First of all, an apology of sorts: I was engaged this week in a Facebook "discussion" about the mandates of the First Amendment, and I promised one of the individuals I was arguing with that I would explain, the next day, why he is wrong and I am right about the meaning and intent of that article of the Bill of Rights.
Unfortunately, the next day, I got caught up in the finishing touches on my latest novel, Only The Young Die Good and completely forgot about the dispute. This essay is that explanation.
The initial ten amendments to the United States Constitution, commonly known as the Bill of Rights, constitute the highest law of the land. The portion of the First Amendment under contention is this: "Congress shall make no law respecting an establishment of religion…" This, most legal experts have held for my entire life, erects an impenetrable wall of separation between Church and State.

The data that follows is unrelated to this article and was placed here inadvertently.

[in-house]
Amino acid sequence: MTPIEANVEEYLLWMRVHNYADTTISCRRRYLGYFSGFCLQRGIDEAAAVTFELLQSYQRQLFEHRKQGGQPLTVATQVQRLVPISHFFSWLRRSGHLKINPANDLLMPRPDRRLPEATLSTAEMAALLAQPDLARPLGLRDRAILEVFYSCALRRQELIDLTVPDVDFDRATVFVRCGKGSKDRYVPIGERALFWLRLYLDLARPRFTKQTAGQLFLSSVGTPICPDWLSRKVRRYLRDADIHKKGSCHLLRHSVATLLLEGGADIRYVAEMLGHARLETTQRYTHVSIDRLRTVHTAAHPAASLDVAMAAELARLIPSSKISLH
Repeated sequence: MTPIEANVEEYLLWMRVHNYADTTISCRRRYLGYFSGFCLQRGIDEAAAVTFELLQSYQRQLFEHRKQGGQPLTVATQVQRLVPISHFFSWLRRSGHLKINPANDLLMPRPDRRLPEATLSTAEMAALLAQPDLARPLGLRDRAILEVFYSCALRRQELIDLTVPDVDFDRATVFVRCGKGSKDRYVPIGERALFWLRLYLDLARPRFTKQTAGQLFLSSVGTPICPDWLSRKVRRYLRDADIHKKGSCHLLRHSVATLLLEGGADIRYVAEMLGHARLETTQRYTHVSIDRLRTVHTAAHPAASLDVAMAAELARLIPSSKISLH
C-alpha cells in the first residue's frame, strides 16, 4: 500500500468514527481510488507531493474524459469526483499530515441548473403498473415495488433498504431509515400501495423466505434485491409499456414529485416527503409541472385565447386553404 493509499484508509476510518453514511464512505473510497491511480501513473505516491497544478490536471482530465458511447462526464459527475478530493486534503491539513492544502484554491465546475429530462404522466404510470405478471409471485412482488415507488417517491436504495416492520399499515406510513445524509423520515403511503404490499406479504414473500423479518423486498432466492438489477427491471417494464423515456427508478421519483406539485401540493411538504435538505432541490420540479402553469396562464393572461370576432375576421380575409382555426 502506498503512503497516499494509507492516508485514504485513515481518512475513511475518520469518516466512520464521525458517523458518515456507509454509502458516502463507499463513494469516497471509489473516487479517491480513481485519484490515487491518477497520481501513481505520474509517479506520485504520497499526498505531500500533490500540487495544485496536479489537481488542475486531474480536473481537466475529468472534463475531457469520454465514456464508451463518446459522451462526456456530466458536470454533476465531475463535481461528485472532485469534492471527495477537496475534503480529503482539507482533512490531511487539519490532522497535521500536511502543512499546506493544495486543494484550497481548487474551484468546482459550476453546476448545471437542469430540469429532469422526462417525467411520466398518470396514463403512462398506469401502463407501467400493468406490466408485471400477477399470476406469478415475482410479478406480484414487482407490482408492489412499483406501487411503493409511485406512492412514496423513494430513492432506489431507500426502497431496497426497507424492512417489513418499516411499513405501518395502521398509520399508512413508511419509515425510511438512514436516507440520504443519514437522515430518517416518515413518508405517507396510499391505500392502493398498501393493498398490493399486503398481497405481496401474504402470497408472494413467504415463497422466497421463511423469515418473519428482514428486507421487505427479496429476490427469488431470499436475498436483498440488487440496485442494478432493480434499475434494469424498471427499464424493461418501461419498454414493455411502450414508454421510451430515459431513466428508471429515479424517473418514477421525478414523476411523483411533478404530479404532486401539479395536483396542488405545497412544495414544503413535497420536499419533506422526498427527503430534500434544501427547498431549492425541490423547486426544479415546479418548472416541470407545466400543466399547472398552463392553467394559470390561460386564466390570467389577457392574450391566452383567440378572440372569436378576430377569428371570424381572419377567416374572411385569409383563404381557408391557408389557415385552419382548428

On the other hand, it has become trendy for conservatives like Rush Limbaugh to object that those words do not appear in the document, but "only" in a letter written by Thomas Jefferson, who championed that separation.